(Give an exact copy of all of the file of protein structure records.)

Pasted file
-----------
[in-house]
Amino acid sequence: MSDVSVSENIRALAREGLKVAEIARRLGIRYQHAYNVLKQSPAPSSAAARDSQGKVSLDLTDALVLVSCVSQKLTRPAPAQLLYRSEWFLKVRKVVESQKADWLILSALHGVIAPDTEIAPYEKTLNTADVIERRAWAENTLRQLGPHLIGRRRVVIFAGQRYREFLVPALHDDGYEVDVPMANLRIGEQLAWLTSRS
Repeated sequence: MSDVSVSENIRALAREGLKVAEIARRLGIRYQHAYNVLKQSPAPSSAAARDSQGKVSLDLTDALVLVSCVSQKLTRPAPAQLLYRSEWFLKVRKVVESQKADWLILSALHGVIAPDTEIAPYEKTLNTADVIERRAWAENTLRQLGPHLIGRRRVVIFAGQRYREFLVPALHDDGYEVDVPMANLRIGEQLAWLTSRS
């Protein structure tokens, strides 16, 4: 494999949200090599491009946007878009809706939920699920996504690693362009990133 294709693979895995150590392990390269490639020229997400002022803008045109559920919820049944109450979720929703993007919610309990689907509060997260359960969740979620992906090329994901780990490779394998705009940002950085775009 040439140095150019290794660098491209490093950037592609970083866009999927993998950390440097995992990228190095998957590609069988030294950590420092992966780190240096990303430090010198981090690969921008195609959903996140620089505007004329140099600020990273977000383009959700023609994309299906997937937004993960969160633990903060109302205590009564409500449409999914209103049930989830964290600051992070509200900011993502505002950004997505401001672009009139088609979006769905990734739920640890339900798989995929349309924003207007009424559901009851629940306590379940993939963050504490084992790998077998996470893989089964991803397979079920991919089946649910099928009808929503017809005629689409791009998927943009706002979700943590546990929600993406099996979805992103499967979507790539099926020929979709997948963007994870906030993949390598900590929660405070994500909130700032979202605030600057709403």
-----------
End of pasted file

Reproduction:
[in-house]
Amino acid sequence: MSDVSVSENIRALAREGLKVAEIARRLGIRYQHAYNVLKQSPAPSSAAARDSQGKVSLDLTDALVLVSCVSQKLTRPAPAQLLYRSEWFLKVRKVVESQKADWLILSALHGVIAPDTEIAPYEKTLNTADVIERRAWAENTLRQLGPHLIGRRRVVIFAGQRYREFLVPALHDDGYEVDVPMANLRIGEQLAWLTSRS
Repeated sequence: MSDVSVSENIRALAREGLKVAEIARRLGIRYQHAYNVLKQSPAPSSAAARDSQGKVSLDLTDALVLVSCVSQKLTRPAPAQLLYRSEWFLKVRKVVESQKADWLILSALHGVIAPDTEIAPYEKTLNTADVIERRAWAENTLRQLGPHLIGRRRVVIFAGQRYREFLVPALHDDGYEVDVPMANLRIGEQLAWLTSRS
């Protein structure tokens, strides 16, 4: 494999949200090599491009946007878009809706939920699920996504690693362009990133 294709693979895995150590392990390269490639020229997400002022803008045109559920919820049944109450979720929703993007919610309990689907509060997260359960969740979620992906090329994901780990490779394998705009940002950085775009 040439140095150019290794660098491209490093950037592609970083866009999927993998950390440097995992990228190095998957590609069988030294950590420092992966780190240096990303430090010198981090690969921008195609959903996140620089505007004329140099600020990273977000383009959700023609994309299906997937937004993960969160633990903060109302205590009564409500449409999914209103049930989830964290600051992070509200900011993502505002950004997505401001672009009139088609979006769905990734739920640890339900798989995929349309924003207007009424559901009851629940306590379940993939963050504490084992790998077998996470893989089964991803397979079920991919089946649910099928009808929503017809005629689409791009998927943009706002979700943590546990929600993406099996979805992103499967979507790539099926020929979709997948963007994870906030993949390598900590929660405070994500909130700032979202605030600057709403």